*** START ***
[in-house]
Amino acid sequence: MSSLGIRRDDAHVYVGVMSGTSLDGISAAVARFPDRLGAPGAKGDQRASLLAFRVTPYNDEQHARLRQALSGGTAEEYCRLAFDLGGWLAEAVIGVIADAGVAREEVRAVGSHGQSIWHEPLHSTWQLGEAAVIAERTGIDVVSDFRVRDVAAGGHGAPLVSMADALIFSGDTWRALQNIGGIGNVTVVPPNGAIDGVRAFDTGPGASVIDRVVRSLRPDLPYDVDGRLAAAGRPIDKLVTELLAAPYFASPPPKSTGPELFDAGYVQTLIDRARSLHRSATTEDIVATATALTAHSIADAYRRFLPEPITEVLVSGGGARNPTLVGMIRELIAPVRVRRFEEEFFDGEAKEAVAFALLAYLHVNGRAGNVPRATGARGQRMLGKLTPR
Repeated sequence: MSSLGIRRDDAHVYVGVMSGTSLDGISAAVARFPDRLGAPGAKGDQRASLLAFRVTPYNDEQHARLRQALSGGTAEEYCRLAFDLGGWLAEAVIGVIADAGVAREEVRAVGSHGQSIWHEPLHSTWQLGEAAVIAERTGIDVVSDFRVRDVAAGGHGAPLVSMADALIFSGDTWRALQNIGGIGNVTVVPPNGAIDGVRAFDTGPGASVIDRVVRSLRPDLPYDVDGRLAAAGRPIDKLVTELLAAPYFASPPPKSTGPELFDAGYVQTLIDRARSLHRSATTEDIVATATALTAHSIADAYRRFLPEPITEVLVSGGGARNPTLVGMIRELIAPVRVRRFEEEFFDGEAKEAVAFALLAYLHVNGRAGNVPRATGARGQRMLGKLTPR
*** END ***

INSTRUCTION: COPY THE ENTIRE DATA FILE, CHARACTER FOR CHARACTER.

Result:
[in-house]
Amino acid sequence: MSSLGIRRDDAHVYVGVMSGTSLDGISAAVARFPDRLGAPGAKGDQRASLLAFRVTPYNDEQHARLRQALSGGTAEEYCRLAFDLGGWLAEAVIGVIADAGVAREEVRAVGSHGQSIWHEPLHSTWQLGEAAVIAERTGIDVVSDFRVRDVAAGGHGAPLVSMADALIFSGDTWRALQNIGGIGNVTVVPPNGAIDGVRAFDTGPGASVIDRVVRSLRPDLPYDVDGRLAAAGRPIDKLVTELLAAPYFASPPPKSTGPELFDAGYVQTLIDRARSLHRSATTEDIVATATALTAHSIADAYRRFLPEPITEVLVSGGGARNPTLVGMIRELIAPVRVRRFEEEFFDGEAKEAVAFALLAYLHVNGRAGNVPRATGARGQRMLGKLTPR
Repeated sequence: MSSLGIRRDDAHVYVGVMSGTSLDGISAAVARFPDRLGAPGAKGDQRASLLAFRVTPYNDEQHARLRQALSGGTAEEYCRLAFDLGGWLAEAVIGVIADAGVAREEVRAVGSHGQSIWHEPLHSTWQLGEAAVIAERTGIDVVSDFRVRDVAAGGHGAPLVSMADALIFSGDTWRALQNIGGIGNVTVVPPNGAIDGVRAFDTGPGASVIDRVVRSLRPDLPYDVDGRLAAAGRPIDKLVTELLAAPYFASPPPKSTGPELFDAGYVQTLIDRARSLHRSATTEDIVATATALTAHSIADAYRRFLPEPITEVLVSGGGARNPTLVGMIRELIAPVRVRRFEEEFFDGEAKEAVAFALLAYLHVNGRAGNVPRATGARGQRMLGKLTPR